My favorite band plays in my hometown. Luckily for me, venue be damned, these guys know how to put on a live show.
9.0 / 10.0
I’ve been on a Blitzen Trapper kick for about three years now that just doesn’t seem to stop. In short, I think they are the best rock band in the world today. After finally getting to see them live, I’m happy to say that I have one more arrow in that quiver when I need to make the argument. Blitzen came to Kansas City’s Riot Room on May 31st in a club tour leg supporting 2012′s American Goldwing. When chatting up the friendly merch person, I find out that the band specifically selected smaller club venues and small market cities. This is a good sign.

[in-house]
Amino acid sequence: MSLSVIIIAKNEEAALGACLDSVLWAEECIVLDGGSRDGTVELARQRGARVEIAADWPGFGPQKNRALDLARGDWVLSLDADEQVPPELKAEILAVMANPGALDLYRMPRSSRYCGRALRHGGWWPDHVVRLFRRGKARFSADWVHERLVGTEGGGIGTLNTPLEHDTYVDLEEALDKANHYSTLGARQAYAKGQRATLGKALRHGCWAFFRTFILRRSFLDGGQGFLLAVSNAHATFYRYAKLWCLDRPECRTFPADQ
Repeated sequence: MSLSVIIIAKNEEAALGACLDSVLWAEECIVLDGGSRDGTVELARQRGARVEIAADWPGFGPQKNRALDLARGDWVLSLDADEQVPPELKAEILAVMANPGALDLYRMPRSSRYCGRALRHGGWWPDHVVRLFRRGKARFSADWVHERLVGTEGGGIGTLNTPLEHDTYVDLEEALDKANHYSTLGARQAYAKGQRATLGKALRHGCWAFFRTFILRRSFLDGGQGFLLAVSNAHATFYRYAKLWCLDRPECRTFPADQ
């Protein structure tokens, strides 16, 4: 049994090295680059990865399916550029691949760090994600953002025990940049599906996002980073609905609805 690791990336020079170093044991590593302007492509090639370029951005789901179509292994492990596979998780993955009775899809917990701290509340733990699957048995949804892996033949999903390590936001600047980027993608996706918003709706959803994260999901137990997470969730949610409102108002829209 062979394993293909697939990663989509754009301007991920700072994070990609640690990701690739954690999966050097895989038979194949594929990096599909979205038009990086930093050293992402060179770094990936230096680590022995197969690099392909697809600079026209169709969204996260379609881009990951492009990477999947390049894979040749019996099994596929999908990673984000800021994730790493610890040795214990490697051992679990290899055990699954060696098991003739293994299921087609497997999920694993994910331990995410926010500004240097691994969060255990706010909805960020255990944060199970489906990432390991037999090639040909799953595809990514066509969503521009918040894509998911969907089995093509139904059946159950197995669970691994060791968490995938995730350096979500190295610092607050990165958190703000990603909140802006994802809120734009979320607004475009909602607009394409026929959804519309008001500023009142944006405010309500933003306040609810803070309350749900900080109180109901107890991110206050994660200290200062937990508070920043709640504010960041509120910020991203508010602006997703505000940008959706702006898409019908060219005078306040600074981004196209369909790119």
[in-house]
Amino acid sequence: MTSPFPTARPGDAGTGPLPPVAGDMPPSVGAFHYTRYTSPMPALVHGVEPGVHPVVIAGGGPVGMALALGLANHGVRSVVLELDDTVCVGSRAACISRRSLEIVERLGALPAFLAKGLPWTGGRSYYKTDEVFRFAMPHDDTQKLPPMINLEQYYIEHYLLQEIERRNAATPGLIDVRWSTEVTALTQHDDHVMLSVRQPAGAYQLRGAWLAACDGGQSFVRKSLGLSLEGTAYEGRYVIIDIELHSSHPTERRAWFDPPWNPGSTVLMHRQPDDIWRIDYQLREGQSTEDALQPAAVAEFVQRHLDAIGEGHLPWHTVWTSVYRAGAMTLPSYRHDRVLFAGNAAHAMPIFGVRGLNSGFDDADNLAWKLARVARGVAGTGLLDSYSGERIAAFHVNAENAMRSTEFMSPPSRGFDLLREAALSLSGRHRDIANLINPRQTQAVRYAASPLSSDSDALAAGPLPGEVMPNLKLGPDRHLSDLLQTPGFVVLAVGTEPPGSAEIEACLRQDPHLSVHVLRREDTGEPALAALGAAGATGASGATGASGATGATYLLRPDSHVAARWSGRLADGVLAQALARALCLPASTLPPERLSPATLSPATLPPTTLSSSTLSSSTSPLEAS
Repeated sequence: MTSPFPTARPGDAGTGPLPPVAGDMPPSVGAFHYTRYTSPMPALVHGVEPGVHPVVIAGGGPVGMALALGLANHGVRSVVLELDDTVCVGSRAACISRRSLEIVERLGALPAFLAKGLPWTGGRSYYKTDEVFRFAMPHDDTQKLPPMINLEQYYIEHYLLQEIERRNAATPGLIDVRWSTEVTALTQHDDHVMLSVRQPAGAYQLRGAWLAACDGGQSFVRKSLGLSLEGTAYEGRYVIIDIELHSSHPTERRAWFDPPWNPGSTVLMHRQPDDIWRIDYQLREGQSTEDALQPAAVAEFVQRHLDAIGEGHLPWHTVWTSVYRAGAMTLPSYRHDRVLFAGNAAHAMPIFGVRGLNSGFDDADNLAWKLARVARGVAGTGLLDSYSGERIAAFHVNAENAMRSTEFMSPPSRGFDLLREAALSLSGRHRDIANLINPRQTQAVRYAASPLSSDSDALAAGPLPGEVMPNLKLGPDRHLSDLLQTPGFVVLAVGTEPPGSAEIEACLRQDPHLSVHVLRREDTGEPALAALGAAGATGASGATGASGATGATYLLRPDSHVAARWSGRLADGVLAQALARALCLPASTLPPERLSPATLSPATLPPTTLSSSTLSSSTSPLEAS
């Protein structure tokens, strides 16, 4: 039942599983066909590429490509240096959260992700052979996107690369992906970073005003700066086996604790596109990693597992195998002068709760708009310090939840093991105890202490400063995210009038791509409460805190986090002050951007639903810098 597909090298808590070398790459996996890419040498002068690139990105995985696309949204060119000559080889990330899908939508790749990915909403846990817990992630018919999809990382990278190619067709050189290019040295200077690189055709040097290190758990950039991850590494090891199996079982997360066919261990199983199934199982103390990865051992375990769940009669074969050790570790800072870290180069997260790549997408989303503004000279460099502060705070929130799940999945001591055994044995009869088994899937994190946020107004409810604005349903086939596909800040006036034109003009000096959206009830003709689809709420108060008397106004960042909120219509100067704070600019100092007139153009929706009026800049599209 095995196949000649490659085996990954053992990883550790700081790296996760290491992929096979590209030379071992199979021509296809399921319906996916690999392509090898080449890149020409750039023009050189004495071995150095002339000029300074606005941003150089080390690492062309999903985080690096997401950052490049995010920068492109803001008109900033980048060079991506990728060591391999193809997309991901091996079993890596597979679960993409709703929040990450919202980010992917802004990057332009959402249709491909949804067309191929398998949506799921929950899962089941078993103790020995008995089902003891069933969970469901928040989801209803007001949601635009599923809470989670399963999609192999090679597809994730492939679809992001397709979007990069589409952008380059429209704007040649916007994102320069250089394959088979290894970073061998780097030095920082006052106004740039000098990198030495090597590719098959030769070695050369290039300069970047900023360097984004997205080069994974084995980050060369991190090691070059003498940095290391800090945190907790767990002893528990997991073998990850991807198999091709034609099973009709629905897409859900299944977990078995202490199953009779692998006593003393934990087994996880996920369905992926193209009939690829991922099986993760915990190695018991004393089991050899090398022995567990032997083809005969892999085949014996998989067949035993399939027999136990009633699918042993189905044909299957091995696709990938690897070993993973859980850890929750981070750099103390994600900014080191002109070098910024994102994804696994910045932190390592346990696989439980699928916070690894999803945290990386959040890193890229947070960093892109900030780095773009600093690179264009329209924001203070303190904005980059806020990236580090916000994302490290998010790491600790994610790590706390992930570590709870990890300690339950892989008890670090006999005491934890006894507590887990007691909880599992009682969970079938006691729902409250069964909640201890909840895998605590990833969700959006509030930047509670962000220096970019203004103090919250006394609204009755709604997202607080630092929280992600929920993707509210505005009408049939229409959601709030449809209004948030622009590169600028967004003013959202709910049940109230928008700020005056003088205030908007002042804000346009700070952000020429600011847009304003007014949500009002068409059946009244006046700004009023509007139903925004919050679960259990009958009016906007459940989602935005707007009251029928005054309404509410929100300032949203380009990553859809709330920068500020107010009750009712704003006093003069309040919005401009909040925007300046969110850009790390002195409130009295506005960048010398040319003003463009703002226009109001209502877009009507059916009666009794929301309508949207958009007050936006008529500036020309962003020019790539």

I can’t say I didn’t have at least a little trepidation going in. First, when you haven’t seen a band live yet there is always a danger of destroying everything you love right before your eyes. I still can’t truly enjoy a Strokes record after a particularly bad night a few years ago. Second, The Riot Room is probably my least favorite venue in the entire city. This bar in the hippest part of the city has been around as long as I have been interested in live music and was designed with all of the eloquence of your parent’s (unfinished) basement. The venue is split into three areas; bar, showroom, and outdoor patio/stage. Anyone interested in hearing the music HAS to be in the showroom, which is also probably the smallest of the three. The blackbox showroom holds maybe 75 before watching the music becomes difficult past ten feet from the barely raised stage. I’ve seen several shows here over the years, and frustration has been a central theme of those audiences.